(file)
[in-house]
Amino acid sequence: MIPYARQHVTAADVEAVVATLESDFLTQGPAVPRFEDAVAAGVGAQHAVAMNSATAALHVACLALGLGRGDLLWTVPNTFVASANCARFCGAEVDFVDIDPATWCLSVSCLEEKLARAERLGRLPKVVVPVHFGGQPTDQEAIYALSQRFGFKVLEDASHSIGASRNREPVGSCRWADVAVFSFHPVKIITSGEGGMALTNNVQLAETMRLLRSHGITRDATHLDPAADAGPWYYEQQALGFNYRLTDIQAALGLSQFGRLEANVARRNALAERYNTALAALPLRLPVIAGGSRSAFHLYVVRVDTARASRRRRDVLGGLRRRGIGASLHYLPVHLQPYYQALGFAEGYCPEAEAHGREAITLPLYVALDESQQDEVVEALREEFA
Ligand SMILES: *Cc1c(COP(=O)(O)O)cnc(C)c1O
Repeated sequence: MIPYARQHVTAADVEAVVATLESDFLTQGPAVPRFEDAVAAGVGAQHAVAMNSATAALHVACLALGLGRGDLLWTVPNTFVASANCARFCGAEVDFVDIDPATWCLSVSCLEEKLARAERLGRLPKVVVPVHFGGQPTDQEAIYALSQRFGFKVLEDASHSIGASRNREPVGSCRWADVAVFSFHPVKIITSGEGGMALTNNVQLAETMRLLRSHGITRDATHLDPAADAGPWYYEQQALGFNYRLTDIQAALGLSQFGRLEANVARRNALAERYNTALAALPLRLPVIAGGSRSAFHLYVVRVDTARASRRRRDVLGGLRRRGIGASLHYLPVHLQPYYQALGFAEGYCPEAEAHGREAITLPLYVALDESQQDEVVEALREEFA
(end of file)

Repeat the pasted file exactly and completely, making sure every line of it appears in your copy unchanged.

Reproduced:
[in-house]
Amino acid sequence: MIPYARQHVTAADVEAVVATLESDFLTQGPAVPRFEDAVAAGVGAQHAVAMNSATAALHVACLALGLGRGDLLWTVPNTFVASANCARFCGAEVDFVDIDPATWCLSVSCLEEKLARAERLGRLPKVVVPVHFGGQPTDQEAIYALSQRFGFKVLEDASHSIGASRNREPVGSCRWADVAVFSFHPVKIITSGEGGMALTNNVQLAETMRLLRSHGITRDATHLDPAADAGPWYYEQQALGFNYRLTDIQAALGLSQFGRLEANVARRNALAERYNTALAALPLRLPVIAGGSRSAFHLYVVRVDTARASRRRRDVLGGLRRRGIGASLHYLPVHLQPYYQALGFAEGYCPEAEAHGREAITLPLYVALDESQQDEVVEALREEFA
Ligand SMILES: *Cc1c(COP(=O)(O)O)cnc(C)c1O
Repeated sequence: MIPYARQHVTAADVEAVVATLESDFLTQGPAVPRFEDAVAAGVGAQHAVAMNSATAALHVACLALGLGRGDLLWTVPNTFVASANCARFCGAEVDFVDIDPATWCLSVSCLEEKLARAERLGRLPKVVVPVHFGGQPTDQEAIYALSQRFGFKVLEDASHSIGASRNREPVGSCRWADVAVFSFHPVKIITSGEGGMALTNNVQLAETMRLLRSHGITRDATHLDPAADAGPWYYEQQALGFNYRLTDIQAALGLSQFGRLEANVARRNALAERYNTALAALPLRLPVIAGGSRSAFHLYVVRVDTARASRRRRDVLGGLRRRGIGASLHYLPVHLQPYYQALGFAEGYCPEAEAHGREAITLPLYVALDESQQDEVVEALREEFA